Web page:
It all began by accident.
After hurting his wrist, artist Oilhack started mixing paints, oil and soap in a bowl, experiments that eventually morphed into brightly colored moving seascapes in a collaboration with fellow Frenchman Thomas Blanchard that Apple used to promote its iPhone X.
In their US debut, the pair, who form the WeAreColorful collaborative, are bringing an immersive experience -- filling the main gallery space at Artechouse, a Washington venue marrying art, science and technology, with 270-degree projections of their liquid mixtures.
Varying hues, ranging from deep blues to hot pink and sparkling gold, ripple across a surface, spill onto geometric shapes and drop dramatically on flowers like milk or heavy smoke to the beat of a dreamy electronic soundtrack from Leonardo Villiger.
The shapes seem huge in the projections, towering far above visitors, but Oilhack and Blanchard in fact worked on tiny surfaces sometimes no larger than two inches (five centimeters), shooting with powerful 100mm macro lenses.
"What we film, you can hold it in the palm of your hand," Blanchard told AFP ahead of the show, which opens Friday.
"A lot of people thought we were filming in swimming pools and said, 'What's with all this waste?'"
Hours of mixing acrylic paint, glycerophtalic oil-based paint, liquid soap, bleach and canola oil were distilled into a 15-minute sequence.
The oil's reaction to the paint forms small beads that come undone in what the artists describe as "explosions."
- Lace-like explosions -
"It's very ephemeral," said Oilhack. "It opens up like lace… When the music picks up, that's when we show the explosions."
In one portion of the video, marbles and prisms dramatically shift very slowly while colors spew out onto them.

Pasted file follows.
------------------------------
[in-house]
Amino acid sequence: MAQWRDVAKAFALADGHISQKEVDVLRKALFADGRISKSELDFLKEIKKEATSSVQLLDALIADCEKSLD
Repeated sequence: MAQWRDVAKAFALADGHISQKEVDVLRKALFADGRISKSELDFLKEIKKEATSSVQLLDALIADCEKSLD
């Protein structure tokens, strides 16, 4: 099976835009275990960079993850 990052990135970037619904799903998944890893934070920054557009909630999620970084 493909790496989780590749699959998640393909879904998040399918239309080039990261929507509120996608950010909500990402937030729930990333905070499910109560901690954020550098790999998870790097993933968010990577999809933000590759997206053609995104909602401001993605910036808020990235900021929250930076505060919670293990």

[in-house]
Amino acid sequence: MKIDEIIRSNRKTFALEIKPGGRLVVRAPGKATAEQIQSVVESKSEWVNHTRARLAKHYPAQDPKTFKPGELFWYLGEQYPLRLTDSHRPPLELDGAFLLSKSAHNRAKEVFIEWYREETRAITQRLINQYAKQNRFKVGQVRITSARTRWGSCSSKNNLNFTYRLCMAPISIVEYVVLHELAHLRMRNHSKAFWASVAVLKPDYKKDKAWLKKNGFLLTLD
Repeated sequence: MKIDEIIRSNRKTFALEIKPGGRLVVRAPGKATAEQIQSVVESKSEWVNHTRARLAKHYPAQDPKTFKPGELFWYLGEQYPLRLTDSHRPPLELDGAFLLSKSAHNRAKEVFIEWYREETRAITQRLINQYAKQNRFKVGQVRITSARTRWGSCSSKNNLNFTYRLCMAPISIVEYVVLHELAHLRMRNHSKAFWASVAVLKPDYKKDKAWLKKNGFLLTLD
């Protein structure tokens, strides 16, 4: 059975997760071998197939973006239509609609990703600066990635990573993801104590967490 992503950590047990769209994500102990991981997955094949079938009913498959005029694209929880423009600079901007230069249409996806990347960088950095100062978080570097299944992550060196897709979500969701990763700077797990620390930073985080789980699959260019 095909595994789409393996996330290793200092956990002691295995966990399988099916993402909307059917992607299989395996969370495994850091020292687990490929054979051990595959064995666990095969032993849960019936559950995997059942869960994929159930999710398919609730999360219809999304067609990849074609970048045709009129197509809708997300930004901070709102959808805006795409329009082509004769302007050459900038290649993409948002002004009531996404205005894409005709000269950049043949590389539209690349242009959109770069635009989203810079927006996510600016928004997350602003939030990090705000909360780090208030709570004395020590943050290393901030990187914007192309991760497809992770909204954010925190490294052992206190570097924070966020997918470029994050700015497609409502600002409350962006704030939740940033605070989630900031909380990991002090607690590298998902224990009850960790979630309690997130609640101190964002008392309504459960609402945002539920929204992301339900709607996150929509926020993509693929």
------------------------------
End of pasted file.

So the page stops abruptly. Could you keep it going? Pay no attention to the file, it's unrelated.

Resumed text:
To create the effect, the artists used strings attached to stones to suspend small wooden shapes measuring just a few millimeters, then injected liquids into the space. The resulting projections are very soothing.
"For a few minutes, we forget our problems," said Blanchard, who gave the rights to one of his videos to an Australian children's hospital, where staff said it calmed the sick children.
The artists hail from the city of Lyon, the French creative center that also served as homebase to Adrien M & Claire B (Adrien Mondot and Claire Bardainne), who created the interactive abstract landscapes for Artechouse's inaugural June-September show.
Artechouse co-founder Sandro Kereselidze calls technology a "fresh, new form of art."
"Is it performance? Is it fine art? It's like the Chinese curse, 'may you live in interesting times.'"
To take the psychedelic experience to another level, evening visitors can virtually augment their drinks at the bar in the mezzanine, which overlooks the projections and the guests experiencing them below, lounging on benches and comfy gray poufs.
Cocktails topped with an edible wafer stamped with a colorful swirl come alive with the venue's smartphone app, showing smoke or bubbles of color lifting out of the glass.